Fish and Wildlife Commissioner resigns to act with Washington Electric Cooperative

Louis Porter
Louis Porter in 2019. Photo by Mike Dougherty/VTDigger

Governor Phil Scott searches for a new commissioner of the Vermont Fish & Wildlife Department.

Current commissioner, Louis Porter, will soon transition to a new role as general manager of Washington Electric Cooperative. He will leave the department at the end of October.

Porter, 45, takes over from Patty Richards, who ran the cooperative in Vermont for eight years. In May of this year, she announced her decision to step down. Founded in 1939, the electric utility is the third largest in the state, serving approximately 10,800 member-owners in Washington, Orange, Caledonia, and Orleans counties.

Porter said he has been a long-time member of the local electric utility and sees the new position as a continuation of a career in public service.

“I have a lot of respect and appreciation for the cooperative model on which it is based,” he said. “The fact that it’s a member-owned utility is a big draw.”

Porter has held a wide variety of positions in Vermont. He covered state politics as a reporter for the Rutland Herald and the Times Argus, then head of the Vermont Press Bureau. He took a job in 2010 as an advocate for Lake Champlain for the Conservation Law Foundation.

In 2012, Porter served as secretary of civil and military affairs under Shumlin before the governor appointed him in 2014 to head the Vermont Fish & Wildlife Department. When Governor Phil Scott took office in 2016, he kept Porter in office.

“Louis has been an exemplary commissioner in two administrations,” Governor Phil Scott said in a statement. “He has served the people of Vermont well and will fill big shoes at the Department. While we will miss him in the state government, I am confident he will continue to make an impact and would like to thank him for all he has done.”

Porter said he is proud of a number of the department’s achievements during his tenure, including preserving tens of thousands of acres, rewriting hunting and fishing regulations, launching a wetland restoration program for clean water, launching a habitat donation program and adding two conservation areas.

“As a cooperative, our mission is closely tied to the well-being of the people in the 41 downtown Vermont cities we serve,” said Stephen Knowlton, president of Washington Electric, in a press release. “It makes sense to choose someone to lead the Co-op who has a long history in the community and a demonstrated commitment to public service in Vermont.”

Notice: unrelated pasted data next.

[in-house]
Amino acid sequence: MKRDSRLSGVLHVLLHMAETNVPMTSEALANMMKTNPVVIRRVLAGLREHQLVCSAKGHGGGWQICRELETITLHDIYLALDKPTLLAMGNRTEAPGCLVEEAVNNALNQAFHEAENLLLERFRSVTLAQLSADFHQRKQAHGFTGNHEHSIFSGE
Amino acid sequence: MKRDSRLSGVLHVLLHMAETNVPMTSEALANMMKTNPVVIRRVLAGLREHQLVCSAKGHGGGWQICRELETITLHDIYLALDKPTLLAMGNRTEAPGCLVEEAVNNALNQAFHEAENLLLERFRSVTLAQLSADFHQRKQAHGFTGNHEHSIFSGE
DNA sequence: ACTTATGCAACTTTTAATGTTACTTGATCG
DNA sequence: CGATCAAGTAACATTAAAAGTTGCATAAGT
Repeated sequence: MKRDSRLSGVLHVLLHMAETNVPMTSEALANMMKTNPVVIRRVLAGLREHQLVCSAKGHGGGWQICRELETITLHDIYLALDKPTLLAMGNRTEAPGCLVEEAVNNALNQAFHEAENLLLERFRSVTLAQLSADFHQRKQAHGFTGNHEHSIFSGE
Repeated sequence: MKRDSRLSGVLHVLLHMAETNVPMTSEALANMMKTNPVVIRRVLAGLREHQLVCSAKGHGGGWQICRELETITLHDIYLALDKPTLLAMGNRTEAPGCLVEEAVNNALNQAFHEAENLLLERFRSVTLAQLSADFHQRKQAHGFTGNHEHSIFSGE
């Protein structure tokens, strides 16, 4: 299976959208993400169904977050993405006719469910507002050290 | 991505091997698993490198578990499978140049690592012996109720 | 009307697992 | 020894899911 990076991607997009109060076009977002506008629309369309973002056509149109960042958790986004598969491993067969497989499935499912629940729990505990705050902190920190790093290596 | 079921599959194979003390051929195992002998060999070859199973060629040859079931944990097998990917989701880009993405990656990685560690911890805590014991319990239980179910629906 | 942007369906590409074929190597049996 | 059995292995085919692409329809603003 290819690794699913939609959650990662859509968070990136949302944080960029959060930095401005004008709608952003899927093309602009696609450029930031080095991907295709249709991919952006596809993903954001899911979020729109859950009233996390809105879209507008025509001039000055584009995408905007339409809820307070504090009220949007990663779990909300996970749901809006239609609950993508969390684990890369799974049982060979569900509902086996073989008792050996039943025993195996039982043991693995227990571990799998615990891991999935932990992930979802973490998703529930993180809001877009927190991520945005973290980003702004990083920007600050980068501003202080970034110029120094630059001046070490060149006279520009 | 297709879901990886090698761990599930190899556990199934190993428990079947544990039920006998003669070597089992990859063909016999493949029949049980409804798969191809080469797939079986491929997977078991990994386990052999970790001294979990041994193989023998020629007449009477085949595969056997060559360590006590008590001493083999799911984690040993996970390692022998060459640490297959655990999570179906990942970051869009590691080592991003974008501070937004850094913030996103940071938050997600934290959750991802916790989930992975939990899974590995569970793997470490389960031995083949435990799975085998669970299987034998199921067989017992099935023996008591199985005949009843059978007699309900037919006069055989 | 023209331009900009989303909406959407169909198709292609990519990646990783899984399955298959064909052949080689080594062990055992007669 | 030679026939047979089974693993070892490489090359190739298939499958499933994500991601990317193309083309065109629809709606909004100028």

The cooperative helps other local businesses deliver high-speed internet to the communities it serves, and provides power to its members that comes from renewable sources.

Both Washington Electric Co-op and Vermont Fish and Wildlife “are tasked with managing and promoting a shared resource that is communal,” Porter said.

Porter’s last day at the department is scheduled for Oct. 29, and the governor’s office will begin a search for a replacement in the coming weeks, said Jason Maulucci, the governor’s press secretary.

Members of the Protect Our Wildlife advocacy group watch closely as the Scott administration begins its search for a new candidate. The organization’s president and co-founder, Brenna Galdenzi, said she hopes the government will appoint someone “willing to reach down the aisle and work with conservationists.”

Although hunting license sales have fluctuated lately — steadily decreasing before 2020 then increases during the pandemic — Galdenzi noted that the number of people viewing and photographing wildlife increasing

Porter said data shows that hunting under current regulations has not negatively impacted wildlife populations, and “in fact, hunting has been a vital part of the incredible recovery and recovery of species.”

Galdenzi said her group disagreed with Porter on things like coyote killing contests and a bill currently circulating in the legislature that would ban the wanton waste of wildlife.

Porter said the department’s policies have contributed to the recovery and recovery of animal species. He hopes that “people will evaluate its success based on science and data,” he said.

Galdenzi said he hoped there would be less division between her group and the next Commissioner.

“We cannot move forward in protecting wildlife in the 21st century with all the new challenges and threats, from climate change to all these diseases occurring in wildlife, if we don’t find ways to come together in areas of common importance,” she said.

Porter said he will bring an environmental lens to his new position.

“Climate change is becoming the challenge for animal species in Vermont and around the world,” Porter said. “Interestingly, the climate is also challenging for infrastructure, such as electricity companies supplying their customers.”

“This is the part of the world I grew up in, I want to live in and see success in,” Porter said.

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